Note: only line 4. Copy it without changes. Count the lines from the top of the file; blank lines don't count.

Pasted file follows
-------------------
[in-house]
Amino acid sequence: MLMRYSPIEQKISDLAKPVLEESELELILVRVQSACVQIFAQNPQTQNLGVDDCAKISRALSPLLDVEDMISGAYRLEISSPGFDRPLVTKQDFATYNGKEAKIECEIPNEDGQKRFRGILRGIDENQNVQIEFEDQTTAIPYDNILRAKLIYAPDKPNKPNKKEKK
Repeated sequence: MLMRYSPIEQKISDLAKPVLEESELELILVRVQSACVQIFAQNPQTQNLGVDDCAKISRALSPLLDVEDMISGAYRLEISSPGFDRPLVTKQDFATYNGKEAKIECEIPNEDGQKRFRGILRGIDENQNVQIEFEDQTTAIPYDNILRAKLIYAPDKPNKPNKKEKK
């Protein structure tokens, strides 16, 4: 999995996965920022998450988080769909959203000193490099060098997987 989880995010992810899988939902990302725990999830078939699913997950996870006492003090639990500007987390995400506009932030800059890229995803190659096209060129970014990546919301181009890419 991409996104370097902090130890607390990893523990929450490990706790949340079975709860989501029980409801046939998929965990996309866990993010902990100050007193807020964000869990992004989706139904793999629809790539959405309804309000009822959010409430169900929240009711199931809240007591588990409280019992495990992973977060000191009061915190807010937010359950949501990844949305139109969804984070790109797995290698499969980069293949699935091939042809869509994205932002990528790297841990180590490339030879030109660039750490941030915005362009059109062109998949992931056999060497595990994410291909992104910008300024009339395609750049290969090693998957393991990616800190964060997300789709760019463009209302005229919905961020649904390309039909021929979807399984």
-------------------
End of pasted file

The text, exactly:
């Protein structure tokens, strides 16, 4: 999995996965920022998450988080769909959203000193490099060098997987 989880995010992810899988939902990302725990999830078939699913997950996870006492003090639990500007987390995400506009932030800059890229995803190659096209060129970014990546919301181009890419 991409996104370097902090130890607390990893523990929450490990706790949340079975709860989501029980409801046939998929965990996309866990993010902990100050007193807020964000869990992004989706139904793999629809790539959405309804309000009822959010409430169900929240009711199931809240007591588990409280019992495990992973977060000191009061915190807010937010359950949501990844949305139109969804984070790109797995290698499969980069293949699935091939042809869509994205932002990528790297841990180590490339030879030109660039750490941030915005362009059109062109998949992931056999060497595990994410291909992104910008300024009339395609750049290969090693998957393991990616800190964060997300789709760019463009209302005229919905961020649904390309039909021929979807399984």